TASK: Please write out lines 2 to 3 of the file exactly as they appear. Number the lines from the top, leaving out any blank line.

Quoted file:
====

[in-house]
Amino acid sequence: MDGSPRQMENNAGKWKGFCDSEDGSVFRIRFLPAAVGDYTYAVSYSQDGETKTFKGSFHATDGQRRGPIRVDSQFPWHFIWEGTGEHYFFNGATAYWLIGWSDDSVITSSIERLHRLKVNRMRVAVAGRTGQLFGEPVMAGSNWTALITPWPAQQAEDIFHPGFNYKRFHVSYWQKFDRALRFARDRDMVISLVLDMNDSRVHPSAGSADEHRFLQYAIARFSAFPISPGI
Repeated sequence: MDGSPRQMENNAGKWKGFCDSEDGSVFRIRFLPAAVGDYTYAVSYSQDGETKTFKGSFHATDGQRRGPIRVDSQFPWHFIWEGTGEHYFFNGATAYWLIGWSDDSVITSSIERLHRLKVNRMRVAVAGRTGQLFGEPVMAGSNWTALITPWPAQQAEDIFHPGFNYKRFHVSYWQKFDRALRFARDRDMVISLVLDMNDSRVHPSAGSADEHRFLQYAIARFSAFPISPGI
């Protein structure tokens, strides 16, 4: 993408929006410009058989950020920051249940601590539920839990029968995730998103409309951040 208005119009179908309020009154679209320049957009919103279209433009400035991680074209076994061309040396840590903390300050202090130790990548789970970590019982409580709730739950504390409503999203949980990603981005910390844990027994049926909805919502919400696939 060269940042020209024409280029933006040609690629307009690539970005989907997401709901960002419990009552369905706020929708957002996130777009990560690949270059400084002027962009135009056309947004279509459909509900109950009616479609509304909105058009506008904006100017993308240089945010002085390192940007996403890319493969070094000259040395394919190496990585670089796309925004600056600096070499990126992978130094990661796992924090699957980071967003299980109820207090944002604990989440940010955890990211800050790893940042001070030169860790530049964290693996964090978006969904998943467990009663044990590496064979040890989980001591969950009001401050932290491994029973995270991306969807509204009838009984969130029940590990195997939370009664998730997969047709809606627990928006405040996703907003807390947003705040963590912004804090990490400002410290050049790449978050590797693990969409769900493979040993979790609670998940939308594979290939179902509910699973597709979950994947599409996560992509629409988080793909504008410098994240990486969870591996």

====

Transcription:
Amino acid sequence: MDGSPRQMENNAGKWKGFCDSEDGSVFRIRFLPAAVGDYTYAVSYSQDGETKTFKGSFHATDGQRRGPIRVDSQFPWHFIWEGTGEHYFFNGATAYWLIGWSDDSVITSSIERLHRLKVNRMRVAVAGRTGQLFGEPVMAGSNWTALITPWPAQQAEDIFHPGFNYKRFHVSYWQKFDRALRFARDRDMVISLVLDMNDSRVHPSAGSADEHRFLQYAIARFSAFPISPGI
Repeated sequence: MDGSPRQMENNAGKWKGFCDSEDGSVFRIRFLPAAVGDYTYAVSYSQDGETKTFKGSFHATDGQRRGPIRVDSQFPWHFIWEGTGEHYFFNGATAYWLIGWSDDSVITSSIERLHRLKVNRMRVAVAGRTGQLFGEPVMAGSNWTALITPWPAQQAEDIFHPGFNYKRFHVSYWQKFDRALRFARDRDMVISLVLDMNDSRVHPSAGSADEHRFLQYAIARFSAFPISPGI